Turner Classic Movies, the last cable channel launched by Ted Turner as an independent media mogul, is hitting its silver on-air anniversary this month. But the TCM brand is well positioned to enter a golden age as the tide turns in the marketplace for cable TV channels.
TCM has spent 25 years building up a community of film fanatics who love the channel itself, not just the movies it screens. The Turner Classic Movies seal of approval draws thousands of attendees annually to the TCM Classic Film Festival, which kicks off its 10th edition in Los Angeles this week, and to TCM-branded screenings in theaters around the country.
Since 2011, TCM has offered film-focused cruises in partnership with Disney and other luxury ship operators. Three years ago, it launched an official fan club — the Backlot — that now has 34 chapters, creating a grassroots network for local promotions such as the “TCM in Your Hometown” contest events.
The channel’s vibrant profile and dominance of the classic movie category makes it a must-have in a skinny-bundle world. That parent company WarnerMedia owns most (but not all) of the titles that unspool on the channel is fuel for the conglom’s plans to launch a broad-based streaming platform.
“TCM is a brand, not just a TV network,” says Jennifer Dorian, exec VP and general manager of TCM. “Much of our future growth will come from fan engagement initiatives.”
TCM’s 25th birthday arrives April 14, just a month after the Atlanta-based operation made a significant shift amid a broader shake-up of AT&T’s management of WarnerMedia properties. Oversight of TCM has shifted from Turner, which has largely been dismantled, to Warner Bros. For TCM, a closer alignment with the Warner Bros. shield that graces so many of its movies is a natural fit. After all, Warners is home to TCM’s most-screened movie to date — 1942’s “Casablanca” — with 150 runs and counting.
“We’re really energized by the new structure,” Dorian says. “Being in the Warner Bros. fold will put us closer to the movies and to creative ideas. There are new opportunities for fans, for consumer products that will really add to our business.”
TCM has a gold-plated brand because it was designed to appeal to movie devotees rather than a mass audience. The decision was made early on to keep it commercial-free, and the mantra of “no edits and no interruptions” has held firm through successive regimes at Turner, and now Warner Bros.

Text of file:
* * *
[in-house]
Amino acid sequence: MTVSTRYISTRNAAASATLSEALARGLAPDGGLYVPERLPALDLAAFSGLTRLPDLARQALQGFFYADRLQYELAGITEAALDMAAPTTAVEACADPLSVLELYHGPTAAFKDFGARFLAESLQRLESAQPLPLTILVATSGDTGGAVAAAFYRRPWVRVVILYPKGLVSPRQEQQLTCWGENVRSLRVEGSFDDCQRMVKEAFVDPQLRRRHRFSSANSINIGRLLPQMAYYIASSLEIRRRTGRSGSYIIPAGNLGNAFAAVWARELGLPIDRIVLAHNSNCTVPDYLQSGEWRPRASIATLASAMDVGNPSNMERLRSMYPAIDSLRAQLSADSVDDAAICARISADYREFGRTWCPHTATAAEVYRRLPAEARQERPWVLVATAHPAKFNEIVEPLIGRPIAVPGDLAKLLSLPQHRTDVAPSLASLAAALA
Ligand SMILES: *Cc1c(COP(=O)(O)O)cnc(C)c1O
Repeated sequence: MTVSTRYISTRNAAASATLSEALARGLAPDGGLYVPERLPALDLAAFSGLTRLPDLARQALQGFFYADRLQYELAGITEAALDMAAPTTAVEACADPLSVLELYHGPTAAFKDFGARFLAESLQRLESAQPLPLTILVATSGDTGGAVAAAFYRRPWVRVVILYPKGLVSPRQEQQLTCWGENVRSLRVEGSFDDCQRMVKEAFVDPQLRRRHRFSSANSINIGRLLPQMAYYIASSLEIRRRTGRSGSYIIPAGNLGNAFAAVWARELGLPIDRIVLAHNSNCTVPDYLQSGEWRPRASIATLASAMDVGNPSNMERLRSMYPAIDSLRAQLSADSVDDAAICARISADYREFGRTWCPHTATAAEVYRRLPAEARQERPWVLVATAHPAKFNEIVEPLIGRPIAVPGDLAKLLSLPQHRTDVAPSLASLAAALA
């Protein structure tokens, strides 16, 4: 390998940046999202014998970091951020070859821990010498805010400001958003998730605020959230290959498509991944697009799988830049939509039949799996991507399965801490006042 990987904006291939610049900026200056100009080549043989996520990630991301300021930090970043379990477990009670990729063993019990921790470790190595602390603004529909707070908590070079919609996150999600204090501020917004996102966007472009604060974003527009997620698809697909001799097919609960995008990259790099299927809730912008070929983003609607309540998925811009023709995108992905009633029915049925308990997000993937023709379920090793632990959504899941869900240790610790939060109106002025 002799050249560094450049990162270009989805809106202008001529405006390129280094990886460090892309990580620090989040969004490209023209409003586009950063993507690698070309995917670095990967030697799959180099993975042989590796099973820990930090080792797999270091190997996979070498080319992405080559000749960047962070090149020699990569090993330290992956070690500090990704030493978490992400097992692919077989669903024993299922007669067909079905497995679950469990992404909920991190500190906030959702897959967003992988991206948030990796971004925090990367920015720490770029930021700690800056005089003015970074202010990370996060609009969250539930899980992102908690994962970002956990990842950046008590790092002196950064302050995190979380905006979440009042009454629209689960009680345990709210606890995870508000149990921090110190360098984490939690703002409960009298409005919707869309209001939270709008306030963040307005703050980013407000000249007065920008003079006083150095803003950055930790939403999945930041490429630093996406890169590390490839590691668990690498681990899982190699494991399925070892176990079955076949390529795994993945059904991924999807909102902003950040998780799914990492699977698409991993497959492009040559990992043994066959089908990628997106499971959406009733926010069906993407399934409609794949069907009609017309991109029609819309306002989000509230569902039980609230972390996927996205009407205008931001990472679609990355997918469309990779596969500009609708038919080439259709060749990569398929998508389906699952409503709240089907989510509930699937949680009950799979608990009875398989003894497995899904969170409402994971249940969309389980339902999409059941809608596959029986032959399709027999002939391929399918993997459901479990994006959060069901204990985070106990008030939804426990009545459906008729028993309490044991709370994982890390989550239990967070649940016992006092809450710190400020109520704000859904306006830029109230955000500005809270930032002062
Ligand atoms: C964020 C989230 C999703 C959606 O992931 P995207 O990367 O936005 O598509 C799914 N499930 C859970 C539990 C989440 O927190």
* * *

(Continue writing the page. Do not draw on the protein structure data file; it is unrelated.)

“Context and curation is what we’re known for,” says Charlie Tabesh, senior VP of programming for Turner Classic Movies. “We’ve never programmed the channel with ratings in mind. If we did, we wouldn’t be playing silent films or 1930s black-and-white movies.”
The decision to keep TCM commercial-free had financial consequences, but the executive team that developed the channel — authorized by a vote of Turner Broadcasting System’s board of directors on June 4, 1993 — knew it would be more valuable in the long run to cater to its core audience. Cable operators agreed. It didn’t hurt in the push to launch TCM that Turner at the time counted Time Warner Cable, Comcast and John Malone’s Tele-Communications Inc. among its sizable equity investors. (Time Warner swallowed up all of Turner in September 1996.)
A movie channel for Turner was a no-brainer given founder Ted Turner’s prescient move in the mid-1980s to acquire the pre-1948 MGM library, the early RKO library and broad rights to Warner Bros.’ golden age films. With that vault, the Turner team knew it would not be hard to best the primary competition, Cablevision’s American Movie Classics.
“This was not going to be a channel to celebrate old Hollywood,” says Brad Siegel, who headed Turner’s entertainment arm at the time TCM was conceived. “We wanted it to be something completely unique, like a magazine that was a smart read for people who love film.” TCM from the get-go has also shelled out to license movies from other studios and sources. “We wanted to lay claim to offering the best mix of classic movies — with a definition of ‘classic’ as something that was really good, not by a chronological time period,” Siegel says. “To do that we had to have more than just the movies we owned.”